A Tongue-Tracking Artificial LarynxBy Kremen, Rachel; Technology Review,
Publication Date: December 3, 2009
Article features an artificial larynx which uses a speech synthesizer to generate sounds. The larynx, which does not have the raspy voice of existing devices, is intended for people who have had their voice box removed due to laryngeal cancer. In development at the University of Witwatersrand in South Africa, the synthesized voice system uses a palatometer, a device that resembles an orthodontic plate and is normally used for speech therapy. The device tracks contact between the tongue and palate using 118 embedded touch sensors, and custom software translates mouth movements into words which are then reproduced on a small sound synthesizer placed, for example, in the user's shirt pocket. Researchers report having trained the device to recognize 50 common English words. Work is underway to expand the word database and improve upon a predictive-analysis system which considers the last word mouthed to help determine the next. The research team also needs to improve on the processing speed of the device in order for it to appear to observers that the person's lips and voice are synchronized. A similar system mentioned, in development at the University of Hull in England, uses magnets placed in the mouth to measure changes in the magnetic field around the mouth that correspond to movement.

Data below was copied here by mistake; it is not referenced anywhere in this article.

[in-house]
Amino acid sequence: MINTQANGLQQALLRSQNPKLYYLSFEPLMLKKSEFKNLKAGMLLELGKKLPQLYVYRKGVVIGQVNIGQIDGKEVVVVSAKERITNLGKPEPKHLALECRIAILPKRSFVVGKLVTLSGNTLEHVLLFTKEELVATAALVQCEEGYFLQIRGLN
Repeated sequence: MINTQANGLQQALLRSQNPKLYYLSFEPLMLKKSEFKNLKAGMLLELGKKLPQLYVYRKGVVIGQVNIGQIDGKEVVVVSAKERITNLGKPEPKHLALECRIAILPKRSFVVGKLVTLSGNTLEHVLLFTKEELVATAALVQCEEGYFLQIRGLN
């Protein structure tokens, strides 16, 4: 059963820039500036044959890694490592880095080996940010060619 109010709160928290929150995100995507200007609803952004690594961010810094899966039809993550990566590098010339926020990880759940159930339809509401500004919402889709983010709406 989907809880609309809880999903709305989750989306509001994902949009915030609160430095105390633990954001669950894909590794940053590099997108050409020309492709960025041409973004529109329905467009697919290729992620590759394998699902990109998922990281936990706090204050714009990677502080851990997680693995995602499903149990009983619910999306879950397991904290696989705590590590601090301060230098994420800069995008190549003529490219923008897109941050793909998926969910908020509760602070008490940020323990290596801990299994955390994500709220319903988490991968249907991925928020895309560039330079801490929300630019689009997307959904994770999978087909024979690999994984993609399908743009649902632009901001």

Published by: Technology Review, Inc. (Website:http://www.technologyreview.com)
Massachusetts Institute of Technology (MIT) (Web Site: http://www.mit.edu )
Link to text: http://www.technologyreview.com/biomedicine/24051/